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Hoods


Justadad
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Sorry to resurrect this topic, having enjoyed reading various contributions so far. However, I now find myself in the unusual position of being told I HAVE to wear a hood for Sunday services (nearly always Eucharist). I have occasionally worn one in the past, but I resent being told I have to wear one and would appreciate any information regarding church law/conventions etc. that people are willing to share that would possibly aid a constructive communication with the boss!

What happens if you refuse? Bell, book and candle? Prosecution in some obscure church court still living in the middle ages? Peremptory dismissal by "the boss"? Does the church have anything worse to threaten?

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<tangent> I think you mean "couldn't care less" <and of tangent>.

I get the impression from other forums I visit that "could care less" is normal American usage - though it could be that the posters just don't know the idiom either. "Couldn't care less" is certainly more logical.

 

I will now await the chorus of replies from people saying they couldn't (or could) care less! :unsure:

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I get the impression from other forums I visit that "could care less" is normal American usage - though it could be that the posters just don't know the idiom either. "Couldn't care less" is certainly more logical.

Correct - the former is normal usage in American English, and the latter in British English (though I fail to understand the logic, if any, of the former).

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Hell? :unsure:

 

 

=======================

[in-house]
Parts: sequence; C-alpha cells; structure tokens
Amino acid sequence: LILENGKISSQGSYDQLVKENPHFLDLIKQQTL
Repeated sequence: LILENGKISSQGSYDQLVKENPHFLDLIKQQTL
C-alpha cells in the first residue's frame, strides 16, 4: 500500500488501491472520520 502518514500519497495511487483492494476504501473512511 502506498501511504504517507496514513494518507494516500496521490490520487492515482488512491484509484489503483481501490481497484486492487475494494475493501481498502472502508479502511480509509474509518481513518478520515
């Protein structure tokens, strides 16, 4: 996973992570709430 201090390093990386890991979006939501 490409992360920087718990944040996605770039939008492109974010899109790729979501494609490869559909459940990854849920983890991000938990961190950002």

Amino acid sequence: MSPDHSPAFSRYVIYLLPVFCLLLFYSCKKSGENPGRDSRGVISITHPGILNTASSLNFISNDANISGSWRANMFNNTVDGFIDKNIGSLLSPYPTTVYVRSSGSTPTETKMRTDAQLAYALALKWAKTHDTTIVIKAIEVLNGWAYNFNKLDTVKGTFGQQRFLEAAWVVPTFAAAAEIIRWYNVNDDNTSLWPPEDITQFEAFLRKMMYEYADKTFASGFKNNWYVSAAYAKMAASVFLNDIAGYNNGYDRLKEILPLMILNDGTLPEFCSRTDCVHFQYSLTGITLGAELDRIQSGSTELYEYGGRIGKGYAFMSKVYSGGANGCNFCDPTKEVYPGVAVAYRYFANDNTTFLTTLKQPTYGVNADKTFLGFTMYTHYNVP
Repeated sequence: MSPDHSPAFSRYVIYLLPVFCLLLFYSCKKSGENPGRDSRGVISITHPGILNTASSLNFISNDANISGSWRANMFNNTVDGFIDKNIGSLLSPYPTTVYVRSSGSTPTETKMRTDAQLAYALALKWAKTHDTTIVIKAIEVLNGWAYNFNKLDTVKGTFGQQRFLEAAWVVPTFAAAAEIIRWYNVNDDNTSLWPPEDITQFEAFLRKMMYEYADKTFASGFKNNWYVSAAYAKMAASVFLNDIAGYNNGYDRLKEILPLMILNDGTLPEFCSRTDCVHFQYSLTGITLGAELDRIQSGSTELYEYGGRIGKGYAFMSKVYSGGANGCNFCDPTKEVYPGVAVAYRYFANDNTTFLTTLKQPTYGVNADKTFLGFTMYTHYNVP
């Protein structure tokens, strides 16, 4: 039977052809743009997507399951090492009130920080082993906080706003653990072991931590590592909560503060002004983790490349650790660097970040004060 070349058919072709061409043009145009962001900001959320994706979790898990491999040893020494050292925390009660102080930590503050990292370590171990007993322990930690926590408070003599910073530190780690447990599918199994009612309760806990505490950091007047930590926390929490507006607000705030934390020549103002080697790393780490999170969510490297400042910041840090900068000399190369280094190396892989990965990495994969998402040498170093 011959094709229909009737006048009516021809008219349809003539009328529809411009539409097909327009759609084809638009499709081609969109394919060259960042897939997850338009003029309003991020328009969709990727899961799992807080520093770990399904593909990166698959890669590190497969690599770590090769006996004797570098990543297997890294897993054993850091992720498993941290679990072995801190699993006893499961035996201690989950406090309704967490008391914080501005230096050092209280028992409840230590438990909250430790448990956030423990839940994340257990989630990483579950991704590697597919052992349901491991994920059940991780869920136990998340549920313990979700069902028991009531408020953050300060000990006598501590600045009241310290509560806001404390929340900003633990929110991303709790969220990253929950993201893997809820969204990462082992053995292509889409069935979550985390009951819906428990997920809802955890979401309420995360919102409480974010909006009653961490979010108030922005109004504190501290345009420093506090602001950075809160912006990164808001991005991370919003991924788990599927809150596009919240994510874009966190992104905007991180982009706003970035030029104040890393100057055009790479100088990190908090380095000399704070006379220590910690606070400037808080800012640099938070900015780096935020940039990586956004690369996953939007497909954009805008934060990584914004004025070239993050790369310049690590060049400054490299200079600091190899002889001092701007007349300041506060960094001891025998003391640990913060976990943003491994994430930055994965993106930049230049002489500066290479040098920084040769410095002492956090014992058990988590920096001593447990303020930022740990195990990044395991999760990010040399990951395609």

I'm looking forward to it......no clergy to worry about, nice firseide chats with fellow organists, central heating and some spirited characters to stimulate the mind.

 

I really would be quite bored in heaven, and in any event, I hate harps.

 

I like to think that when I'm gone, I'm gone.

 

MM

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Correct - the former is normal usage in American English, and the latter in British English (though I fail to understand the logic, if any, of the former).

 

===================

 

 

Having had an American partner and endless arguments about the way he pronounced words wrongly, in spite of several degrees and specialising in English Literature, the term "could care less" is entirely logical, but only if said the American way.

 

"As if I could care less."

 

Hence the common use of the phrase "As if....." which is now used in the UK a great deal.

 

The poor chap had never heard the word "boffin," which I liked to use; knowing that he didn't understand the origin of it.

 

The OED claims that the origin of the word is unknown, but that's rubbish, as explained to me by a young Squaddie.

 

In the army, a death casket is called a "box." A familiar war-time term was "brain-box." If a box is a coffin, a Brain Box is a Boffin.......simples!

 

Was it Oscar Wilde who said, "America and England; two countries divided by a common language?"

 

MM

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=======================

 

 

I'm looking forward to it......no clergy to worry about, nice firseide chats with fellow organists, central heating and some spirited characters to stimulate the mind.

 

I really would be quite bored in heaven, and in any event, I hate harps.

 

I like to think that when I'm gone, I'm gone.

 

MM

Well when ya gotta go, ya gotta go! But I have heard that Hell is the place where you can't get near to the fire for vicars..... :unsure:

 

BTW having been married to an American for 19 years it's "could care less" in our house!

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'Couldn't care less' v. 'could care less'. Personally, I couldn't care less which(!)

 

Lets forget our differences and, instead, adopt the phrase uttered by Captain Bligh (was he played by Trevor Howard?) in Mutiny on the Bounty:

 

" It is of supernatural indifference to me..."

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